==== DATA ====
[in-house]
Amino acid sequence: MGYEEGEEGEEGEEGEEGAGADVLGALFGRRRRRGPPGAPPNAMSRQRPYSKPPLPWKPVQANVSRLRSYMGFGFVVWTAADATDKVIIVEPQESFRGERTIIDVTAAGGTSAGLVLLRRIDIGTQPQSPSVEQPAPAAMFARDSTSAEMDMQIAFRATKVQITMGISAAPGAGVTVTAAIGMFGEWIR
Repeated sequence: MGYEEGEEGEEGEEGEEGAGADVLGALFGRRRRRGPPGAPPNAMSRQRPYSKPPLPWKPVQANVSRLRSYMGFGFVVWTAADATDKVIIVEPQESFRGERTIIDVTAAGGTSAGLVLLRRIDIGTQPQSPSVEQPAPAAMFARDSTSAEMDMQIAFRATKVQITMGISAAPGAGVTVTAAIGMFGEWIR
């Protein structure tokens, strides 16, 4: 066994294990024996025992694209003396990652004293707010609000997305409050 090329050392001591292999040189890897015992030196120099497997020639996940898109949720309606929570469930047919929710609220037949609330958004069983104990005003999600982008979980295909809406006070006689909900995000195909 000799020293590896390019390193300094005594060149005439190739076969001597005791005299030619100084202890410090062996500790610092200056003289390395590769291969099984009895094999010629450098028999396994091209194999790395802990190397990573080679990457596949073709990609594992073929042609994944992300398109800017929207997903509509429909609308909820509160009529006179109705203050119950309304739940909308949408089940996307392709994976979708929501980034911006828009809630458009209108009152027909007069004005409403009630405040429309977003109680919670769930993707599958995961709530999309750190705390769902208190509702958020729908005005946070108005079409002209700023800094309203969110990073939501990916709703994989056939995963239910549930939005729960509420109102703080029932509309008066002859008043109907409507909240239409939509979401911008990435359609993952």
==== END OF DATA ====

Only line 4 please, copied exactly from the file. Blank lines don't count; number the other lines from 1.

């Protein structure tokens, strides 16, 4: 066994294990024996025992694209003396990652004293707010609000997305409050 090329050392001591292999040189890897015992030196120099497997020639996940898109949720309606929570469930047919929710609220037949609330958004069983104990005003999600982008979980295909809406006070006689909900995000195909 000799020293590896390019390193300094005594060149005439190739076969001597005791005299030619100084202890410090062996500790610092200056003289390395590769291969099984009895094999010629450098028999396994091209194999790395802990190397990573080679990457596949073709990609594992073929042609994944992300398109800017929207997903509509429909609308909820509160009529006179109705203050119950309304739940909308949408089940996307392709994976979708929501980034911006828009809630458009209108009152027909007069004005409403009630405040429309977003109680919670769930993707599958995961709530999309750190705390769902208190509702958020729908005005946070108005079409002209700023800094309203969110990073939501990916709703994989056939995963239910549930939005729960509420109102703080029932509309008066002859008043109907409507909240239409939509979401911008990435359609993952």